class Action
{
void doAction( ) = 0;
}


class AdjustHitPoints : public Action
{
void doAction() { entity.hasState( HIT_POINTS)->hp += amount; }
}

An Entity needs some way for the Action objects to grab state, so hasState() fills that role. Action objects have a function called doAction() that manipuates the states from an Entity.

Can you see how powerful this design is? Instead of hard-coding state into entity classes, you can construct entities at run-time. Instead of giving individual entities the methods to manipulate the state, you separate the events into their own classes. You can add a bunch of Actions to an Entity’s queue. The Entity can then pop the Actions off one-by-one and run doAction(). You don’t call adjustHitPoints(). You just activate the AdjustHitPoints Action object for the entity.

Normally if you have an abstract class called Human, you might derive Man and Woman classes from it. Let’s say you have a pointer to a Human, human, and it points to a PoliceOfficer object. You can’t say human->catchCriminal() because a Human doesn’t have the functionality of a PoliceOfficer. It is sometimes difficult and/or dangerous to dynamic_cast to the proper object type, so it seems overly difficult to get a PoliceOfficer to catch a crook since you don’t know who the PoliceOfficer is. If you change the code so that you know who the PoliceOfficer is, what was the point of needing to use a pointer to Human? Or inheritance, for that matter?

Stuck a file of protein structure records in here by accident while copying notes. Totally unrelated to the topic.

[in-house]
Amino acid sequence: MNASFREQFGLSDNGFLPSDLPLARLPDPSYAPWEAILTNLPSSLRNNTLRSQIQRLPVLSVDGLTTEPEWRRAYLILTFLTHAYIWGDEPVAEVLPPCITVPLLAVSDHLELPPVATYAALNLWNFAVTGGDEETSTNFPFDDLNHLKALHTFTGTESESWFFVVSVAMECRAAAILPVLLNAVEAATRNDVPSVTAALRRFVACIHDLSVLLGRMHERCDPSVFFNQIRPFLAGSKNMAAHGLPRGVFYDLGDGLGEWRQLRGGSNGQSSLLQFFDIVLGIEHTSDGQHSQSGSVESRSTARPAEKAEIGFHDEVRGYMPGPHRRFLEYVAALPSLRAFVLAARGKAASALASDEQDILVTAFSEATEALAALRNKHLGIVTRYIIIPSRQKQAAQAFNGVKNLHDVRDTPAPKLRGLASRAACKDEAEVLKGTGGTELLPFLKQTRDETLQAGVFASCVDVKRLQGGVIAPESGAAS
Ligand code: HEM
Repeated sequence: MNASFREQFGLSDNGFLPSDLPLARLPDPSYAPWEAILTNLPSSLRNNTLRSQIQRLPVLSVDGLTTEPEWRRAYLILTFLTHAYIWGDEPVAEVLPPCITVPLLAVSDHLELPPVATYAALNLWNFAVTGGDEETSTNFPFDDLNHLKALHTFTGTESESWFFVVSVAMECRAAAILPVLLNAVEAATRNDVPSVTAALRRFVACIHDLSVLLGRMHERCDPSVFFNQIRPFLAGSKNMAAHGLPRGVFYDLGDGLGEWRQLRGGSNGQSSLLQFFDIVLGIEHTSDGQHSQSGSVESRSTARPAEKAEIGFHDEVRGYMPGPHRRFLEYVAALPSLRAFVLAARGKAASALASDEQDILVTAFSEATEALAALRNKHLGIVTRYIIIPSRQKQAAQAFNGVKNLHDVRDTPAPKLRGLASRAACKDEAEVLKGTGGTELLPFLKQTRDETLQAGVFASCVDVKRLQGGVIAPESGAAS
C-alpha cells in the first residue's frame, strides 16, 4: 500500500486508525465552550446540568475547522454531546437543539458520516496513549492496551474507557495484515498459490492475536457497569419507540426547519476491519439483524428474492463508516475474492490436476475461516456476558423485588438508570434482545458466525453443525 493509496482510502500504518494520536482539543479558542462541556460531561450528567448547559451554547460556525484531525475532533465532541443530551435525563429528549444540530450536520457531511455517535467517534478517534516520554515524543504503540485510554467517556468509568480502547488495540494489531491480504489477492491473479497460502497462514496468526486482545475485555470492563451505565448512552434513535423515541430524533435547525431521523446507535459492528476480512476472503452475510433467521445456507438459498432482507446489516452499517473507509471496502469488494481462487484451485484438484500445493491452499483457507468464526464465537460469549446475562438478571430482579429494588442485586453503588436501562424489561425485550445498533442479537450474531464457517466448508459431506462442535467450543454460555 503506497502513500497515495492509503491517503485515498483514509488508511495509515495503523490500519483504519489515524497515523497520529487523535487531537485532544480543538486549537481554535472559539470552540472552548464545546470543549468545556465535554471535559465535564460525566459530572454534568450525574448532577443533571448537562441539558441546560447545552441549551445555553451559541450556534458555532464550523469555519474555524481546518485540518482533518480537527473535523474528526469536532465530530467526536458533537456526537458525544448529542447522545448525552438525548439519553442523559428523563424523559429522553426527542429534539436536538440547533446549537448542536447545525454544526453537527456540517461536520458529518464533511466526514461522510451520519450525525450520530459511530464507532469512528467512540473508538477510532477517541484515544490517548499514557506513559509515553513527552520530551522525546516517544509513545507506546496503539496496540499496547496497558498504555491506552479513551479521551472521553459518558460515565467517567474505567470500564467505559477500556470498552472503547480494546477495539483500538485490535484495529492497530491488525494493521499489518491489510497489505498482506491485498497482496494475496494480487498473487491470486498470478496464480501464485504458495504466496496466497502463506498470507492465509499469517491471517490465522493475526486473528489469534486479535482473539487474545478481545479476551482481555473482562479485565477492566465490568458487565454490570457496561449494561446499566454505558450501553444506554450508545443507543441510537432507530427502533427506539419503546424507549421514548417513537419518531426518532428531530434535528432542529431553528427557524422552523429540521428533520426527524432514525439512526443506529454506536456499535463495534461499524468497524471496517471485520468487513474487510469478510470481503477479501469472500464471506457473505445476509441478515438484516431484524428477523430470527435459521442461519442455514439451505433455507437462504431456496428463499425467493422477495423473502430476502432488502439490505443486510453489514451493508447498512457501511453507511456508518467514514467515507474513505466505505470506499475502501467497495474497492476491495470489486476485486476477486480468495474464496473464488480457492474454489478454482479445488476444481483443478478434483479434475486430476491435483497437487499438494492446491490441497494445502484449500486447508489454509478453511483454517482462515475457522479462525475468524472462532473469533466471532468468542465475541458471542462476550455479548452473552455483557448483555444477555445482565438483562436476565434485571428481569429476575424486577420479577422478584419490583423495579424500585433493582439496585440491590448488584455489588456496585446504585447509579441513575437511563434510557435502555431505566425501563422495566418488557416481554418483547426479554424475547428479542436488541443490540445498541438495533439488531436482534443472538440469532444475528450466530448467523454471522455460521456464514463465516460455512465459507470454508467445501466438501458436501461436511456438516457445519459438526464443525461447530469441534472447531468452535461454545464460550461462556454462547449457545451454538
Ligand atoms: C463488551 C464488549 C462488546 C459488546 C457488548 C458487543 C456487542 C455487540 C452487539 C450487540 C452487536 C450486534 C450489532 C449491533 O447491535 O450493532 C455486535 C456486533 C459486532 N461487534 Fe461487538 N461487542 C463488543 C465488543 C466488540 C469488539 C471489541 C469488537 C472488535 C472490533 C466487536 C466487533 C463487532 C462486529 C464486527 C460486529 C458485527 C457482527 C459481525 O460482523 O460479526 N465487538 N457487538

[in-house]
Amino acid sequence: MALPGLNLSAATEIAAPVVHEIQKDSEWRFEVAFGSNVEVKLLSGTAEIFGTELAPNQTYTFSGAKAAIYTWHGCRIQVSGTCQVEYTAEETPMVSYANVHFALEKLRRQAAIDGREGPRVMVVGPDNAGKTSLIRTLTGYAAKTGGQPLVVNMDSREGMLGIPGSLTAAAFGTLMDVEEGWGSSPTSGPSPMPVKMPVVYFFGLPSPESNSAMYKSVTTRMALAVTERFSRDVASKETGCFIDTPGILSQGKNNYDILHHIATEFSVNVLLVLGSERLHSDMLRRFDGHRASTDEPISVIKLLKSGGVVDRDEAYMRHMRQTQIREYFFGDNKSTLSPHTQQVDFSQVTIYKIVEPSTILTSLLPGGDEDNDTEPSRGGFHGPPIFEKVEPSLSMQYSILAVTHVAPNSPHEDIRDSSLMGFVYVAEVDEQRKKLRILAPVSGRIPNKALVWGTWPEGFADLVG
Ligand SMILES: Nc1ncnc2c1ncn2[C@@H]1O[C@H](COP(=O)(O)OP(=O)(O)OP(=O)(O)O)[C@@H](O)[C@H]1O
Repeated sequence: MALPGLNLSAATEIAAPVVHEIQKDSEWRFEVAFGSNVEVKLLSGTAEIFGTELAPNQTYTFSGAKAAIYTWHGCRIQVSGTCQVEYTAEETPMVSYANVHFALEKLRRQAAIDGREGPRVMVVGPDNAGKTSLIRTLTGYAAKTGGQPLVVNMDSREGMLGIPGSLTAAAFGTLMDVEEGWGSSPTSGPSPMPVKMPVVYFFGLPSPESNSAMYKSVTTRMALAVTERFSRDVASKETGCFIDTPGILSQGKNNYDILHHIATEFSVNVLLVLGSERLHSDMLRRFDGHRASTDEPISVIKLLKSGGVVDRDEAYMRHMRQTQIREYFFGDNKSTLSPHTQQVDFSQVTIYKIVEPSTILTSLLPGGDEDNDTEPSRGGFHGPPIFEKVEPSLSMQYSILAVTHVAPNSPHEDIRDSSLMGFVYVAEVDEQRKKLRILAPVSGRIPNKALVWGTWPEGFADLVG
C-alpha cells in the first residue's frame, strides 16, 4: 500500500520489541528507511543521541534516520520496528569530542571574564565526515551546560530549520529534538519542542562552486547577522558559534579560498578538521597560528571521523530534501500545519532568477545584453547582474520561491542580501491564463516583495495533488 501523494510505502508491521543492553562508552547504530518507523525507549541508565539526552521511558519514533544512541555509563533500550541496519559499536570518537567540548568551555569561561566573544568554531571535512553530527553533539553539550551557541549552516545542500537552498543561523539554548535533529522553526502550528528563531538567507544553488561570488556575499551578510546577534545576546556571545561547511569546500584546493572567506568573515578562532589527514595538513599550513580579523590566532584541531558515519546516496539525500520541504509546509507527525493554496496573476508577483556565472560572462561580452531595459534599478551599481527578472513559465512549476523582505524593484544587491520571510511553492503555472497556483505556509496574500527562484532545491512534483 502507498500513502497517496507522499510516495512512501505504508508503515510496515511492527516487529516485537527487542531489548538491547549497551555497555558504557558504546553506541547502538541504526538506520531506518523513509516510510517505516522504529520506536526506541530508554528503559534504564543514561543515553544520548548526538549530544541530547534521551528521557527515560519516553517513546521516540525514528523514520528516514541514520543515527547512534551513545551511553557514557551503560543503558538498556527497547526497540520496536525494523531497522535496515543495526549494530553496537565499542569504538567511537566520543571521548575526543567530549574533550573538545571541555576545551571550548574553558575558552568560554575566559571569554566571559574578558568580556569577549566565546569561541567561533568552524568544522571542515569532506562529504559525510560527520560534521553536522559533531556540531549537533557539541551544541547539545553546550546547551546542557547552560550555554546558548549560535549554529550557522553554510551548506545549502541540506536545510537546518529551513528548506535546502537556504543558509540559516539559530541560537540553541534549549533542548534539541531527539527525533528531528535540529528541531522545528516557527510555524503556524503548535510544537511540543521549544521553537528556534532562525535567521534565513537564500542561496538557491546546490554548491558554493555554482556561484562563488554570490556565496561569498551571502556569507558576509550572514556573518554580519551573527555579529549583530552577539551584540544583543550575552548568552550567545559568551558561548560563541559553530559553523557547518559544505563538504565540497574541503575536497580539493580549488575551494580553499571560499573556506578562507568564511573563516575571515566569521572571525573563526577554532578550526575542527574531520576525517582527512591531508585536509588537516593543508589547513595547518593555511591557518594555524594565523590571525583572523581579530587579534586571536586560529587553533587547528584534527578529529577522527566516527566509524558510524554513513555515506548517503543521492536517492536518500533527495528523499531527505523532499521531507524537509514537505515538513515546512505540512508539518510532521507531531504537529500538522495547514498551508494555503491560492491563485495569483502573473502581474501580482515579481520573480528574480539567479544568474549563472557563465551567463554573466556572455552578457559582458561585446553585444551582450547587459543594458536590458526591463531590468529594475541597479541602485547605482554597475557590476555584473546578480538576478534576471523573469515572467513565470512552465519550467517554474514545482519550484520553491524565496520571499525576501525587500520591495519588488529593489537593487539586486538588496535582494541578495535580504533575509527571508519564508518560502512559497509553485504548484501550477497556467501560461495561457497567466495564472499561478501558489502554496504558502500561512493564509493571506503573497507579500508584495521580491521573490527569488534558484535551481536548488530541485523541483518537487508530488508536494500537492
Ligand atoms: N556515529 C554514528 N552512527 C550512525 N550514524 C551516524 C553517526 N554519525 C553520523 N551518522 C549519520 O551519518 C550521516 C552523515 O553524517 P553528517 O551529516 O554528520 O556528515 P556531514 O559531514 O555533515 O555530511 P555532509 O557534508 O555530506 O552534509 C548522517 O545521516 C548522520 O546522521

However, if you use the separate components to handle state, you can say human->activateAction( CATCH_CRIMINAL ). If it isn’t a PoliceOfficer, then it won’t have that Action. Nothing happens, just as we would expect. A PoliceOfficer, on the other hand, will have that Action object in its repertoire, and so the CatchCriminal Action will be activated. Eventually some code will run when the PoliceOfficer object updates that will look something like:

action->doActions();

Even better than the above example is that you could create a different type of Human-derived object: a Deputy. A Deputy isn’t a PoliceOfficer, but it should also have the ability to catch criminals. There’s no need to duplicate code. You just give it its own instance of the Action.

Separating state into components and encapsulating events into their own objects allows for more flexibility in your game code. I’ve already found that this design was both easy to implement and fun to use. I have been writing a text-based board game, and I was surprised with how easy it was to construct entities. I sometimes find myself writing code that resembles the deep game entity hierarchy, but whenever I do it is a source of pain. Refactoring the code so that it resembles the component-based model has always made it easier to work with.

15 comments to Object-Oriented Game Design

  • [...] GBGames has a nice introduction to object oriented design for game development. [...]